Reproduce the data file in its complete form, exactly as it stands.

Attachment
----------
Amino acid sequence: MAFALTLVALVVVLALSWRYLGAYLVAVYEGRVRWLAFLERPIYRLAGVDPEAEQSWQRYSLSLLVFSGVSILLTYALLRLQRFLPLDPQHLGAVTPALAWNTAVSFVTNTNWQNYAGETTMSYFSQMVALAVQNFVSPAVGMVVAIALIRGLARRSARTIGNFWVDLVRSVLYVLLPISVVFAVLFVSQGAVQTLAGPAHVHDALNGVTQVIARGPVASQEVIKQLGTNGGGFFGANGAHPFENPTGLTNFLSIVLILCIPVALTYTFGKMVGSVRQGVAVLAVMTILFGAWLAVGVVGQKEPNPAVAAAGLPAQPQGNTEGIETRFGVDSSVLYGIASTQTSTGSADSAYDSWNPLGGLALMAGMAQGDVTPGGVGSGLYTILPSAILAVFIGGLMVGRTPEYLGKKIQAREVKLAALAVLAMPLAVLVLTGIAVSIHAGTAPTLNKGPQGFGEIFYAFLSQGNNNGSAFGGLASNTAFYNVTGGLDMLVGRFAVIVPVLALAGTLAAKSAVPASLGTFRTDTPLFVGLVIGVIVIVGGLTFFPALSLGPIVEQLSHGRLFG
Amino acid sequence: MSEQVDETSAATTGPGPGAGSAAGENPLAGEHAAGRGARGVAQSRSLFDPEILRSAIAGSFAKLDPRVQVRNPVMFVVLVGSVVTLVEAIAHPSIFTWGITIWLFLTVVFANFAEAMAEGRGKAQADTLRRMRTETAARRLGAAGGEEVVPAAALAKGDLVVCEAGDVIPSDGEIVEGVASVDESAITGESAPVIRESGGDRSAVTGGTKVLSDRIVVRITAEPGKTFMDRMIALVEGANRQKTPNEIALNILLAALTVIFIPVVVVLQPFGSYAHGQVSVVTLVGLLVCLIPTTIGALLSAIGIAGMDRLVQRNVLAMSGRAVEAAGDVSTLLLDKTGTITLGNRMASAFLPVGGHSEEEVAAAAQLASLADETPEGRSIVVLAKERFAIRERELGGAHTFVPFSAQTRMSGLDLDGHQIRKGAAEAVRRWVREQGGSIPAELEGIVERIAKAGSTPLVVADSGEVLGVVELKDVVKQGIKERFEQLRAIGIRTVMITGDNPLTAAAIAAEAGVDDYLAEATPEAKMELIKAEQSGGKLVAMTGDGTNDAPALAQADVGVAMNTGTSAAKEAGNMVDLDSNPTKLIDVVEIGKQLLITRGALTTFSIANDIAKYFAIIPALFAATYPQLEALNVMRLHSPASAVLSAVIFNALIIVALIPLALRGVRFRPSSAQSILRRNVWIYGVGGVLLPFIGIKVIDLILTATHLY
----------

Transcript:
Amino acid sequence: MAFALTLVALVVVLALSWRYLGAYLVAVYEGRVRWLAFLERPIYRLAGVDPEAEQSWQRYSLSLLVFSGVSILLTYALLRLQRFLPLDPQHLGAVTPALAWNTAVSFVTNTNWQNYAGETTMSYFSQMVALAVQNFVSPAVGMVVAIALIRGLARRSARTIGNFWVDLVRSVLYVLLPISVVFAVLFVSQGAVQTLAGPAHVHDALNGVTQVIARGPVASQEVIKQLGTNGGGFFGANGAHPFENPTGLTNFLSIVLILCIPVALTYTFGKMVGSVRQGVAVLAVMTILFGAWLAVGVVGQKEPNPAVAAAGLPAQPQGNTEGIETRFGVDSSVLYGIASTQTSTGSADSAYDSWNPLGGLALMAGMAQGDVTPGGVGSGLYTILPSAILAVFIGGLMVGRTPEYLGKKIQAREVKLAALAVLAMPLAVLVLTGIAVSIHAGTAPTLNKGPQGFGEIFYAFLSQGNNNGSAFGGLASNTAFYNVTGGLDMLVGRFAVIVPVLALAGTLAAKSAVPASLGTFRTDTPLFVGLVIGVIVIVGGLTFFPALSLGPIVEQLSHGRLFG
Amino acid sequence: MSEQVDETSAATTGPGPGAGSAAGENPLAGEHAAGRGARGVAQSRSLFDPEILRSAIAGSFAKLDPRVQVRNPVMFVVLVGSVVTLVEAIAHPSIFTWGITIWLFLTVVFANFAEAMAEGRGKAQADTLRRMRTETAARRLGAAGGEEVVPAAALAKGDLVVCEAGDVIPSDGEIVEGVASVDESAITGESAPVIRESGGDRSAVTGGTKVLSDRIVVRITAEPGKTFMDRMIALVEGANRQKTPNEIALNILLAALTVIFIPVVVVLQPFGSYAHGQVSVVTLVGLLVCLIPTTIGALLSAIGIAGMDRLVQRNVLAMSGRAVEAAGDVSTLLLDKTGTITLGNRMASAFLPVGGHSEEEVAAAAQLASLADETPEGRSIVVLAKERFAIRERELGGAHTFVPFSAQTRMSGLDLDGHQIRKGAAEAVRRWVREQGGSIPAELEGIVERIAKAGSTPLVVADSGEVLGVVELKDVVKQGIKERFEQLRAIGIRTVMITGDNPLTAAAIAAEAGVDDYLAEATPEAKMELIKAEQSGGKLVAMTGDGTNDAPALAQADVGVAMNTGTSAAKEAGNMVDLDSNPTKLIDVVEIGKQLLITRGALTTFSIANDIAKYFAIIPALFAATYPQLEALNVMRLHSPASAVLSAVIFNALIIVALIPLALRGVRFRPSSAQSILRRNVWIYGVGGVLLPFIGIKVIDLILTATHLY